The Paul Franklin Method is a complete course in pedal steel guitar for E9 and C6 necks, with wide-ranging in-depth lessons covering all topics for players at every level.
E9 Pedal Steel Basics features a selection of essential lessons that demystify the E9 neck, correct bad habits you may have, and quickly get you playing music on the pedal steel guitar.
In C6 Essentials, Hall of Fame pedal steeler Paul Franklin guides you through a new way to look at the C6 tuning. Dust off that back neck and get started!
Paul's Toolbox course is the next step after Foundations. Packed with the licks, solos, and bar techniques you need to make real music, including an in-depth section on how to back singers.
Paul breaks down and teaches 50 licks and phrases covering multiple grooves and styles. Genre-defining sounds that artists and producers ask for, a full musical Vocabulary for you to drawn upon.
A complete set of lessons taken from The Paul Franklin Method, this is a free a mini-course in the art of backing a singer, using the classic folk tune "Shenandoah".
Join Paul as he teaches one of his most frequently requested solos, breaking down his iconic ride on "Together Again", from Bakersfield, his duet album with Vince Gill.
Join Tommy White & Paul Franklin as they teach the History and Evolution of pedal steel guitar, including technique, 3-element blocking, tone, and modern harmony.
Paul Franklin began playing steel guitar at age 8. Taking lessons from a Hawaiian guitar master, he quickly progressed and when pedal steel guitars came about, he got one immediately.
Paul was already gigging in local clubs at 11, and a member of the Musician’s Union. Soon calls came to the house asking for a pedal steel player for sessions in the thriving local music scene.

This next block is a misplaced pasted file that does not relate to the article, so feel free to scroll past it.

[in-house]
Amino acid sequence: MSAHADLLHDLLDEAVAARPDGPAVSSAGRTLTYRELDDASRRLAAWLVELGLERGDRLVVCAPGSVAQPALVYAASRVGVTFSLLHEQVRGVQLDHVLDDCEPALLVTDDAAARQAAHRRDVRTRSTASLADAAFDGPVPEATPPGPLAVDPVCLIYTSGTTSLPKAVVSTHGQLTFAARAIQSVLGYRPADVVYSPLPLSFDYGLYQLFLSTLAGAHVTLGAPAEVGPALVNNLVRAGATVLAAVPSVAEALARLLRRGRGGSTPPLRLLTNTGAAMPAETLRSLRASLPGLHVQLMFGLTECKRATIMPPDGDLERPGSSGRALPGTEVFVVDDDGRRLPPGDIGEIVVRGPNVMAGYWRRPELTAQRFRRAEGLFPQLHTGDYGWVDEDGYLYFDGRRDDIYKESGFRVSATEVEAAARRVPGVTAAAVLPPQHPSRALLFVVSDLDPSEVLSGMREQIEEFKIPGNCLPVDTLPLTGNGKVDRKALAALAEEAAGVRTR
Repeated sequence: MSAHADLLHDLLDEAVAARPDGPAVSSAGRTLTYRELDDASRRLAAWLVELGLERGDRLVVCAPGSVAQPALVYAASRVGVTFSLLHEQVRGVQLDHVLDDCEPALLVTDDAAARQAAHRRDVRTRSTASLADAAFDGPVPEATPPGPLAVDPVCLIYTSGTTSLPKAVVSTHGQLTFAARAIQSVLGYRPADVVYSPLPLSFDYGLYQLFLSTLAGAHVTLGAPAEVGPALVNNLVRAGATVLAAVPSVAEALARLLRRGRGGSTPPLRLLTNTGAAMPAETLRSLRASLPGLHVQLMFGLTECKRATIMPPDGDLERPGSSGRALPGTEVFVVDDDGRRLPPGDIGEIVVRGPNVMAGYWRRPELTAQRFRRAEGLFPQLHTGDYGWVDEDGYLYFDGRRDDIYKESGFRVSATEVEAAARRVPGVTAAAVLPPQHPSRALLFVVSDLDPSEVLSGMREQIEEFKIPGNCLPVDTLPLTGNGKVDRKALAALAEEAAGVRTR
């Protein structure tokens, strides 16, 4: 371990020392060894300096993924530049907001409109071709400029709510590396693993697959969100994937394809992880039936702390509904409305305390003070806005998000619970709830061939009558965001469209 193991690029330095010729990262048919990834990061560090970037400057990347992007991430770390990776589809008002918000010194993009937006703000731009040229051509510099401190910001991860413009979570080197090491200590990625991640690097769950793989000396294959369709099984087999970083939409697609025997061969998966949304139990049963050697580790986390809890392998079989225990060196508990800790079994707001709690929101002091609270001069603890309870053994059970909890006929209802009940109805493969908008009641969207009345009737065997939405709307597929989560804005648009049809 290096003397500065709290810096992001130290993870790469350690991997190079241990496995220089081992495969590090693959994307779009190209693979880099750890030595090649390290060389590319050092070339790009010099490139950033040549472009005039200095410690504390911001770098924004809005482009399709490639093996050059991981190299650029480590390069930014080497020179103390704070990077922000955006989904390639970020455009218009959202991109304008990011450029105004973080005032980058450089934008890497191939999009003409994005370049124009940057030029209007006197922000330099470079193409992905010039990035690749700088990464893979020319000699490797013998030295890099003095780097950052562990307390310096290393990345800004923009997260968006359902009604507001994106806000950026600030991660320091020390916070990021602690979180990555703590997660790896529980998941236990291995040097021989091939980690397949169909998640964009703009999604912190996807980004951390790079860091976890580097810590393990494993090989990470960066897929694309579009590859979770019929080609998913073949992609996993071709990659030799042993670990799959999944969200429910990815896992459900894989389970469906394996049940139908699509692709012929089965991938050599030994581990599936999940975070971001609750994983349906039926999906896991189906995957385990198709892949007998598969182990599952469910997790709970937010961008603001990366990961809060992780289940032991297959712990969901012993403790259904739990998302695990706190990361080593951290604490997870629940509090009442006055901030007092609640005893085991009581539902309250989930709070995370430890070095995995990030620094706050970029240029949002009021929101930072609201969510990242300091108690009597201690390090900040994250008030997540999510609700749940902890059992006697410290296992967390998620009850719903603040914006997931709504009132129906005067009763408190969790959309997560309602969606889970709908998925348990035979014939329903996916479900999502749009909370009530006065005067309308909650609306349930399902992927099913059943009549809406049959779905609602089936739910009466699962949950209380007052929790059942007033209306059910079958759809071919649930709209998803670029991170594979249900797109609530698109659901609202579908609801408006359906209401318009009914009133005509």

Not only were Pop, Motown and Jazz popular, but the “Hillbilly Highway” of Southerners heading North to build cars fueled a burgeoning Country music scene.
Paul got his first taste of national success as a teenager on Gallery’s “It’s So Nice To Be With You”, a #1 hit single. He also guested on Parliament’s “Country Boy” track and worked with Motown producer Dennis Coffey (of instrumental hit “Scorpio” fame).
The pedal steel was being embraced by Country music, and Nashville was the place for this young prodigy to be, so he headed to Tennessee as a senior in high school to join Barbara Mandrell’s band at the invitation of her father, Irby. He also toured with Dottie West, Lynn Anderson, and Donna Fargo.
Franklin joined Jerry Reed’s band and recorded solo albums of original pedal steel instrumentals and Jazz standards. A long stint with Mel Tillis’ Statesiders playing classic country and honky-tonk with an excellent road band was next. Nashville Studio stalwart Pete Drake hired Paul to play on jingles and a few demo and master sessions.
In the early '80s Franklin turned his full attention to session work. He reached as high a level of success with this venture as with his first. Over the years he performed beside more artists than could possibly be listed here. Some of the bigger names are Rhett Akins, John Anderson, Susan Ashton, Brooks & Dunn, Shania Twain, Tracy Byrd, Suzy Bogguss, Faith Hill, Deana Carter, Alan Jackson, Wynonna Judd, and Clint Black.
In 1991 he took a call from Mark Knopfler that led to playing on The Notting Hillbillies album and eventually with Dire Straits, touring the world and recording On Every Street with them.
In recent years, besides his busy studio schedule, Franklin is a member of Vince Gill’s touring band and holds down the pedal steel seat with the Time Jumpers who showcase Western Swing and classic Country every Monday night at a local Nashville club.
During Franklin's extraordinary career he has won many awards. In both 1999 and 2000 he was nominated for the Country Music Association's Musician of the Year award.